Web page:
The main reason computer translations seem to be on the up, is that processing speed and memory size are gradually less of a problem. It also means that the influx of all forms of automation have never given a big boom to artificial translation.


It did, however, change the nature of the work of the translator. Translation turned more and more into proofreading and editing, away from pure translation. That was a rather slow evolution, and in all likelihood, it will remain so for a very long time.






Het zal veel mensen onbekend zijn. Het is een meer in het zuidwesten van Berlijn, een zijarm van de rivier de Havel.


Hedendaagse foto’s tonen een toeristische plek geliefd bij watersporters. Het vakantiepotentieel leidde er waarschijnlijk in 1914 al toe dat de zakenman Ernst Marlier er een villa liet bouwen, nu bekend als de Villa Marlier.


Het is een indrukwekkend gebouw, dat door de term “villa” wat tekort wordt gedaan, maar niettemin zou het geen ingangen in algemene encyclopediën hebben gekregen als daar geen grondige reden voor zou zijn.

Die reden is de zogenaamde Wannseeconferentie. Die vond plaats op 20 januari 1942. Het was een bijeenkomst georganiseerd door nazileider Reinhard Heydrich van hoge naziambtenaren. Zij kwamen bijeen om te spreken over een ‘definitieve oplossing’ voor het ‘Jodenvraagstuk’ (Endlösung der Judenfrage). De bijeenkomst begon om 12.00 uur en duurde minder dan twee uur.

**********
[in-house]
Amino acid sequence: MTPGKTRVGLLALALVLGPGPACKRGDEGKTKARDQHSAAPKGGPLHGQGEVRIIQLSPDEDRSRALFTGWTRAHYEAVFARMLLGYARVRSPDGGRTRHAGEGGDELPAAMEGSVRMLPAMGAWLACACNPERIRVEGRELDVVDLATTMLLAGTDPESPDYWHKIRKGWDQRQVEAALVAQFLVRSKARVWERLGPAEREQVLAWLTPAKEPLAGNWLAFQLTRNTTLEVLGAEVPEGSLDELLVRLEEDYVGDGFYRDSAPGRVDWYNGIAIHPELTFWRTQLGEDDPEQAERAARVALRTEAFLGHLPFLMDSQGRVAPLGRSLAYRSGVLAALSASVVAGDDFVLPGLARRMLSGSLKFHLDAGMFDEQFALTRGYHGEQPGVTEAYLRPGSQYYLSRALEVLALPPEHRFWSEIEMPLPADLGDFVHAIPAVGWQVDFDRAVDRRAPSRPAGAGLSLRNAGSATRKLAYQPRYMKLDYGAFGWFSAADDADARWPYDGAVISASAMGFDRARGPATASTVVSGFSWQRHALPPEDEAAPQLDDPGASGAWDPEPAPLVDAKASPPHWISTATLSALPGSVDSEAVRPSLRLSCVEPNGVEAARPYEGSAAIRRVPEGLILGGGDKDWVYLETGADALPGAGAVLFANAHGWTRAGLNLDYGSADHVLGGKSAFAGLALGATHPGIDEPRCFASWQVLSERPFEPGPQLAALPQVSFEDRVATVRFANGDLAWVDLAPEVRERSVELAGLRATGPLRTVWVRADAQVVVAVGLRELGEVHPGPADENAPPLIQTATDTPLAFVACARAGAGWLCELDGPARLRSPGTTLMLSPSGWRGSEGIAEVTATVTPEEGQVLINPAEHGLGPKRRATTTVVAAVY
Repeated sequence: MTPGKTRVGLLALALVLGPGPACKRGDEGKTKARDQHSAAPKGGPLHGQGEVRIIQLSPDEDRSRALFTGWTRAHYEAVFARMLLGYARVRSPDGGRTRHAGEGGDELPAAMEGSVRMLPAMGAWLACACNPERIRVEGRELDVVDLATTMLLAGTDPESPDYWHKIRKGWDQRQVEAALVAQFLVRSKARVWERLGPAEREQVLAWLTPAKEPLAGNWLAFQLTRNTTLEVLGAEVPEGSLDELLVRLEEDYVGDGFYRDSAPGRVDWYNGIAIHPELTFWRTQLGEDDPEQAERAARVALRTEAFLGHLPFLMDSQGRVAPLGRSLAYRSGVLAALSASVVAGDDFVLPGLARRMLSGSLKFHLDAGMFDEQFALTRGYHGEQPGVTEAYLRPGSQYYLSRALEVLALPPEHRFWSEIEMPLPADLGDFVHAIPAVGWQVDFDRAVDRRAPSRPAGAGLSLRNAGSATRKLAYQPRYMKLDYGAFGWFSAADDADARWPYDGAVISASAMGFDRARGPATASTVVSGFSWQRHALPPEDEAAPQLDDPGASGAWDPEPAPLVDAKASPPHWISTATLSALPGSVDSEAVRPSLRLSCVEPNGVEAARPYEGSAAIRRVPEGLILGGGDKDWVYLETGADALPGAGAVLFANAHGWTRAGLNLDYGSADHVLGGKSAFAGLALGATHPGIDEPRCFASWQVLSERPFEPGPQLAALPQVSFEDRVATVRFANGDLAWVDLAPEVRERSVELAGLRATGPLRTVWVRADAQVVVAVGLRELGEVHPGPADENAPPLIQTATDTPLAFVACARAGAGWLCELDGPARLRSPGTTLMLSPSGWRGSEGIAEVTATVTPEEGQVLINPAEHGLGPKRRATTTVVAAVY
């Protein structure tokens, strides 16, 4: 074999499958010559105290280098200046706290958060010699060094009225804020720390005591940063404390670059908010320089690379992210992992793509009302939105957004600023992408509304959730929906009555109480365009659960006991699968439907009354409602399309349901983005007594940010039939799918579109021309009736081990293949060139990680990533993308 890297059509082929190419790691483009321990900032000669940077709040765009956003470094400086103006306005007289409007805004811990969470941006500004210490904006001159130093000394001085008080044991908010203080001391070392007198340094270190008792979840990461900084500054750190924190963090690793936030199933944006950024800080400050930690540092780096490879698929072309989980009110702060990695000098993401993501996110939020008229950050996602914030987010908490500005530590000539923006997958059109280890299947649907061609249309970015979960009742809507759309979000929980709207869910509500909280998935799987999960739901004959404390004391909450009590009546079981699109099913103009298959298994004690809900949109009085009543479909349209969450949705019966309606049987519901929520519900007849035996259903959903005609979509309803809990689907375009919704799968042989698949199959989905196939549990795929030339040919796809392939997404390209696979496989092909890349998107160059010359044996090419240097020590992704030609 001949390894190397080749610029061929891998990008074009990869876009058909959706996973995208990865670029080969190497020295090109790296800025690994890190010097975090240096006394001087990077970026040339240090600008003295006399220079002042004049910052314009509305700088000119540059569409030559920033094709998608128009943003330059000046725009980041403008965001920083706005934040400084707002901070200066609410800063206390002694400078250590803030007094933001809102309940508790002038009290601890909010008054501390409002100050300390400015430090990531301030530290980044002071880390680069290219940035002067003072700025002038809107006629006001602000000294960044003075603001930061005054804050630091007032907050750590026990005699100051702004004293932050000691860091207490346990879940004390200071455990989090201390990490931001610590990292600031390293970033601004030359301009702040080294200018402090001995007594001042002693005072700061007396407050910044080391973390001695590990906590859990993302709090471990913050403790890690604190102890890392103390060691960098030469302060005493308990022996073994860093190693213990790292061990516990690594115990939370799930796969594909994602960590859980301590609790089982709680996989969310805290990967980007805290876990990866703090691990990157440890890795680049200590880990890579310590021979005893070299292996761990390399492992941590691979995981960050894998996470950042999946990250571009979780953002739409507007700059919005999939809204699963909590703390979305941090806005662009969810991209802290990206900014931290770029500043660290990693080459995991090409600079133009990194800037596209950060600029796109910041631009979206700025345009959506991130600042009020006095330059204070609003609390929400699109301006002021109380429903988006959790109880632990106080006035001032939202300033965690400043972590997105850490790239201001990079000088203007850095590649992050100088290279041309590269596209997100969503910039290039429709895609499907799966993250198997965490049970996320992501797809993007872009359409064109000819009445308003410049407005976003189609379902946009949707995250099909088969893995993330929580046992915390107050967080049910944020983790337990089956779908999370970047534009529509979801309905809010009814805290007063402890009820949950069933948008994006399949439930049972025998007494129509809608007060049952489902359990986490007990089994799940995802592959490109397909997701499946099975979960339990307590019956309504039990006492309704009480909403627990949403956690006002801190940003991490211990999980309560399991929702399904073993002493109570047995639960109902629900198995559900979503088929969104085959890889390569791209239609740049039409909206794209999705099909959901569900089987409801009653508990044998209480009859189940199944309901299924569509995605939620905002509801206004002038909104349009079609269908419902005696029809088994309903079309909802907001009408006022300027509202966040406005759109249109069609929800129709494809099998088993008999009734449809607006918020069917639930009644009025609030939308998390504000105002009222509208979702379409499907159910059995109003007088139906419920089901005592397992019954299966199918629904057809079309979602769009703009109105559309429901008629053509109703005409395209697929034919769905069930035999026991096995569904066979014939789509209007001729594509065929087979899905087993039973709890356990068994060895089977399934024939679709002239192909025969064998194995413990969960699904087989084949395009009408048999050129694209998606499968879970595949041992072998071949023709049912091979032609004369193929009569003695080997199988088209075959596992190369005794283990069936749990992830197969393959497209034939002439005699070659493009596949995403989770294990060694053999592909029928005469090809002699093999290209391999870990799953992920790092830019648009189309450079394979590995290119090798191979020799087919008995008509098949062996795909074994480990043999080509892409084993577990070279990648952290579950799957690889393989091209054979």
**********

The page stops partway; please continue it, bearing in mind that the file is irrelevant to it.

De Villa Marlier is tegenwoordig een gedenkplaats-museum.

Het is een van die vele episodes tijdens de Tweede Wereldoorlog die – ondanks hun belang – niet aan het licht “hadden mogen komen”: van de oorspronkelijk 30 exemplaren van de notulen bleef er maar één over. De andere waren vernietigd.

Gelukkig dook in 1947 het laatste exemplaar op. In maart 1947 ontving Robert Kempner,[7] hoofdaanklager in het Wilhelmstraßenproces, een verzameling dossiers van het ministerie van Buitenlandse Zaken uit de periode van Joachim von Ribbentrop. Die dossiers waren in het Duits en moesten naar het Engels worden vertaald. Onder de stukken bevond zich een exemplaar van de strikt geheime notulen van de Wannseeconferentie. Deze notulen, en de vertaling ervan, waren de eerste berichten over deze bijeenkomst die naar buiten kwamen.

Op basis daarvan schreef en tekende Fabrice Le Hénanff het scenario van het stripverhaal Wannsee, waarin hij de episode beschrijft. We zien erin de bijeenkomst, en volgende de vergaderingen. Vanzelfsprekend is die niet precies bekend, o.a. doordat documenten erover werden vernietigd. Le Hénanff moest dus wel het een en ander verzinnen om van een droog, historisch gegeven waarvan het resultaat bekend is, een verhaal te maken. Beseffende dat het boek niet de werkelijkheid kon weergeven – tenzij misschien symbolisch zoals “wie es eigentlich gewesen ist” – werd er een inleiding toegevoegd om de historische nauwkeurigheid te bepalen, zodat de lezer niet in het diepe wordt gegooid en misschien een detail als een feit beschouwd.

Gelukkig voor ons werd die inleiding ook vertaald, net als de uitleiding waarin de carrière van de deelnemers aan de conferentie wordt samengevat.

Dit stripverhaal werd daardoor een van de beste bijdragen voor wie meer wil weten over de Tweede Wereldoorlog en de jodenvervolging.

Wannsee, Fabrice Le Hénaff, 2018, Casterman, stripverhaal, geïllustreerd in kleur, harde kaft, 88 p’s, isbn 9789030373544, prijs bij verschijnen 19.95 euro